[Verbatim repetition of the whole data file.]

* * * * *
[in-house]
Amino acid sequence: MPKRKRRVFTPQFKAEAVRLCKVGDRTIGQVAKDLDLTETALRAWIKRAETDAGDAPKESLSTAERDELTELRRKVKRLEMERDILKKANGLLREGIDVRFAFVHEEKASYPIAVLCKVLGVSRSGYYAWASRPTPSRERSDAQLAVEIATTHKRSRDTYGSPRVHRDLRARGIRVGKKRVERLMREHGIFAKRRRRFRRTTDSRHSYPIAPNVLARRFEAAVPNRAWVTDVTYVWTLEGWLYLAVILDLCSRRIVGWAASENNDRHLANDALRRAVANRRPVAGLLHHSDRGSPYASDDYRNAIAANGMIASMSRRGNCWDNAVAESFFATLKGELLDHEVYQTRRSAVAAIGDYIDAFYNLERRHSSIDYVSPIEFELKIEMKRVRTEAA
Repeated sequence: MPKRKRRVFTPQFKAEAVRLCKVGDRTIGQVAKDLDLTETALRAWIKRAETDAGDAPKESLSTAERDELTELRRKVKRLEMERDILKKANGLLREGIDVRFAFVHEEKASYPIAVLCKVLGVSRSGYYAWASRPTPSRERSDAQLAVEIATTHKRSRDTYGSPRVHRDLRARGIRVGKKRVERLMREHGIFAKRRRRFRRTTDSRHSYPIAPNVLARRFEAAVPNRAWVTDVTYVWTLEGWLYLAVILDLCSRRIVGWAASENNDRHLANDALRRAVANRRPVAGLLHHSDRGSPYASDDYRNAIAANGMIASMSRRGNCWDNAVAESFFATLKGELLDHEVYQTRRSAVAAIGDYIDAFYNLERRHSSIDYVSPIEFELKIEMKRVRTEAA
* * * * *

[in-house]
Amino acid sequence: MPKRKRRVFTPQFKAEAVRLCKVGDRTIGQVAKDLDLTETALRAWIKRAETDAGDAPKESLSTAERDELTELRRKVKRLEMERDILKKANGLLREGIDVRFAFVHEEKASYPIAVLCKVLGVSRSGYYAWASRPTPSRERSDAQLAVEIATTHKRSRDTYGSPRVHRDLRARGIRVGKKRVERLMREHGIFAKRRRRFRRTTDSRHSYPIAPNVLARRFEAAVPNRAWVTDVTYVWTLEGWLYLAVILDLCSRRIVGWAASENNDRHLANDALRRAVANRRPVAGLLHHSDRGSPYASDDYRNAIAANGMIASMSRRGNCWDNAVAESFFATLKGELLDHEVYQTRRSAVAAIGDYIDAFYNLERRHSSIDYVSPIEFELKIEMKRVRTEAA
Repeated sequence: MPKRKRRVFTPQFKAEAVRLCKVGDRTIGQVAKDLDLTETALRAWIKRAETDAGDAPKESLSTAERDELTELRRKVKRLEMERDILKKANGLLREGIDVRFAFVHEEKASYPIAVLCKVLGVSRSGYYAWASRPTPSRERSDAQLAVEIATTHKRSRDTYGSPRVHRDLRARGIRVGKKRVERLMREHGIFAKRRRRFRRTTDSRHSYPIAPNVLARRFEAAVPNRAWVTDVTYVWTLEGWLYLAVILDLCSRRIVGWAASENNDRHLANDALRRAVANRRPVAGLLHHSDRGSPYASDDYRNAIAANGMIASMSRRGNCWDNAVAESFFATLKGELLDHEVYQTRRSAVAAIGDYIDAFYNLERRHSSIDYVSPIEFELKIEMKRVRTEAA